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Council Expected to Implement New Smoking Ordinance

Expanded Smoking Ban Targets All Sidewalks, Gutters, Curbs
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South Pasadena’s City Council unanimously approved the expanded no smoking ban that makes illegal to light up on any public sidewalk within city limits. Photo By Steve Whitmore

South Pasadena is about 30 days away from a citywide smoking ban that makes it illegal to light up anywhere in public, including sidewalks.

The City Council was expected to approve the second reading of the expanded smoking ban during its Wednesday meeting with the new law going into effect in 30 days. The expansion, targeting the harmful effects of second-hand smoke, includes parkways, walkways, gutters and curbs as well as public sidewalks.

“In effect, the ordinance does ban smoking in all public spaces,” Dr. Marina Khubesrian, South Pasadena’s mayor pro tem, said in an email this week. “As of now, I’m not aware of any opposition to the changes. No one has spoken in public or expressed an opposing view via calls or emails.”

Smoking is currently prohibited in public parks and public places, including restaurants, theaters, museums and restrooms, among other sites, according to South Pasadena City Manager Stephanie DeWolfe.

The council unanimously approved the first reading of the ordinance at its May 2 meeting. The existing ordinance is contained in section 17.53-17.56 of the South Pasadena Municipal Code.

The driving force behind the expanded smoking ban has been South Pasadena resident Gisella Benitez, who lost her husband, Ricardo, to lung cancer last year. Benitez said that Ricardo was not a smoker and second-hand smoke was a contributing factor to his lung cancer.

In fact, Benitez has offered to pay for signage around South Pasadena schools indicating smoking is prohibited on public sidewalks, walkways, parkways, curbs and gutters.

Benitez went in front of the South Pasadena Unified School District’s Board of Education at its May 8 meeting, expressing her concern that people were smoking outside schools in front of young people. She spoke to the board during public comments and the board is generally prohibited in responding to the speaker’s comments.

Meanwhile, South Pasadena Mayor Pro Tem Dr. Khubesrian applauded Benitez’s contribution to bringing the smoking ban to fruition.

“You have made a difference,” Khubesrian told Benitez during the meeting May 2. “You have turned a tragedy into an opportunity and I applaud you for that.”

South Pasadena Police Chief Art Miller said that there will be a need for some signage that alerts the public that smoking is prohibited on public sidewalks.

DeWolfe said in an email to the Review that an ordinance “is more formal and authoritative than a resolution. (It’s a) local law that usually regulates persons or property and usually relates to a matter of a general and permanent nature.”

Smoking is allowed on a “single-family property, and at a distance of 25 feet from all areas where it is prohibited.

“For example, smoking is prohibited in all ‘enclosed workplaces of commercial enterprise,’ so at a typical office building, smoking is permitted only outside the building at a distance of 25 feet from the building, but not on public sidewalks or other public property,” DeWolfe said in the email.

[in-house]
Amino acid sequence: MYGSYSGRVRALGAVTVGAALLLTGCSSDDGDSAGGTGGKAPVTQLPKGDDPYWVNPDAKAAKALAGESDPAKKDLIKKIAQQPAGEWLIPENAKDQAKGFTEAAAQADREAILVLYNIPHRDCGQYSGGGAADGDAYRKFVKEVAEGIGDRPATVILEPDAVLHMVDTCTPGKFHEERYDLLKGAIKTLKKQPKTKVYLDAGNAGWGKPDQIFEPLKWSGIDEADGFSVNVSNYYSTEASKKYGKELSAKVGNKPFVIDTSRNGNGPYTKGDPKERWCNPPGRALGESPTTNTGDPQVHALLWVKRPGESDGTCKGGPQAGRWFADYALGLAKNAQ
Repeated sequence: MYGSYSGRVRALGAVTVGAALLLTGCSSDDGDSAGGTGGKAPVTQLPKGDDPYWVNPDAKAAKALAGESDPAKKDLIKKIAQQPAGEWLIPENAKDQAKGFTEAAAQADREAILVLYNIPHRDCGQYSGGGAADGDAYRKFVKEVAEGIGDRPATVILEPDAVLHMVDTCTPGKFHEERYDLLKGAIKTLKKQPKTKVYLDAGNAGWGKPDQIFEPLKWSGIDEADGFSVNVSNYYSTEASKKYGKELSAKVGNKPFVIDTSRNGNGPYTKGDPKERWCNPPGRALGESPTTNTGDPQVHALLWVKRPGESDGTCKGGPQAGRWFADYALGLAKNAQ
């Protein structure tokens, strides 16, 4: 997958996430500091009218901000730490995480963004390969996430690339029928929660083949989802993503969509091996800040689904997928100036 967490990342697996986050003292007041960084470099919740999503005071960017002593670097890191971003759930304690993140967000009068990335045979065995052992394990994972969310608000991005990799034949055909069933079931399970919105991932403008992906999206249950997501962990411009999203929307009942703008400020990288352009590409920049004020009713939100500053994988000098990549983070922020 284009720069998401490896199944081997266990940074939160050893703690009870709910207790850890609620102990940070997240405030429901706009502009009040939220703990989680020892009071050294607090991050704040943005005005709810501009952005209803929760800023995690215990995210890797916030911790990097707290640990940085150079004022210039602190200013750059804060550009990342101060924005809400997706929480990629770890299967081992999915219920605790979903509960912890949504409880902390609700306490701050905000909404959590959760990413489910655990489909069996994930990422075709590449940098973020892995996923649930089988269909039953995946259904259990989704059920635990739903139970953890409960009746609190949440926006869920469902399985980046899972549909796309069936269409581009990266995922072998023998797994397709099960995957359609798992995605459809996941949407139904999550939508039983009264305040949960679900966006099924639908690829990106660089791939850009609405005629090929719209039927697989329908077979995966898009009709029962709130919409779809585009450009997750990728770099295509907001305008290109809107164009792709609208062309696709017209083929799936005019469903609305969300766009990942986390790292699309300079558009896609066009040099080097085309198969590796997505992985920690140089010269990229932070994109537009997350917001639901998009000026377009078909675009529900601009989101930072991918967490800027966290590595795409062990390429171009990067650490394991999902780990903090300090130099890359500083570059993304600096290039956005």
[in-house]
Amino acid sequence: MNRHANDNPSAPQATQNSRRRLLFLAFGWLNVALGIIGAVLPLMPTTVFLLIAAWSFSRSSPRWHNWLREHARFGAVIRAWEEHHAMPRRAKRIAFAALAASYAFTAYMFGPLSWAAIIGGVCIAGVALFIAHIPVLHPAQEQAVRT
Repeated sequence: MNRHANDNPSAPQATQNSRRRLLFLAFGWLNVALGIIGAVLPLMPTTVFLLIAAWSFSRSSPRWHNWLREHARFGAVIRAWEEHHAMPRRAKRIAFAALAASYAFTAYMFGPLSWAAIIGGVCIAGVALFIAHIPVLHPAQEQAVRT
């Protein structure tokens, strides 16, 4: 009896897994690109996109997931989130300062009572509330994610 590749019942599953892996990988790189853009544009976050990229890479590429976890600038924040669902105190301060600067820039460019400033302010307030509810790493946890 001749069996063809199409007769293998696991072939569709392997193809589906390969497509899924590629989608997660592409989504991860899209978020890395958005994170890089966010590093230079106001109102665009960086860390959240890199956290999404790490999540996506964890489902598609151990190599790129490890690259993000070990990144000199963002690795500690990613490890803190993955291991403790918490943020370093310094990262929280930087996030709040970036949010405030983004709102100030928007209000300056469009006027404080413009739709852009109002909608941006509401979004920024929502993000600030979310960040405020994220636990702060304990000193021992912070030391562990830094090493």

Miller, whose department will be responsible for enforcing the massive citywide ban, took a moment to explain why this new ordinance is important to South Pasadena.

“The smoking ban is important on several levels,” Miller said late last week. “First, our community members and people who spend time in South Pasadena will be able to enjoy our city without the lingering odor of smoke and potential negative health effects second-hand smoke may have on some people. Our officers will respond to complaints of people who smoke in the public areas. Initially violators may be cited or warned. Every situation will be different, and our officers will use discretion while enforcing the smoking ban. A violation could result in a $100 fine. Of significant importance is the fact that as a city we responded to the request of a community member who raised concerns that affected her personally. We listened and took immediate action. I am proud of our staff and how quickly we were able to affect change for the greater good in the community.”

Councilwoman Diana Mahmud echoed Miller’s comments, saying that people better understand the potential dangers of second-hand smoke now than in years past.

“I have heard only one complaint against new ordinance,” Mahmud said Monday morning after South Pasadena’s Public Safety Commission meeting. “I just think people are more aware of the dangers with second-hand smoke and believe this (ordinance) to be necessary.”

The South Pasadena City Council meetings are held on the first and third Wednesday of the month at 7:30 p.m. in the Amedee O. “Dick” Richards, Jr. council chambers at 1424 Mission St. Regular meetings are broadcasted live on Time-Warner Cable Channel 19 and AT&T Channel 99.

Steve Whitmore

Steve Whitmore is the editor for the South Pasadena Review. Steve has spent more than four decades as an award-winning print and broadcast journalist with a 16-year stint as the senior media advisor for the Los Angeles County Sheriff's Department. Steve comes to us from the Keene Sentinel in Keene, New Hampshire, where he covered politics and was a columnist.

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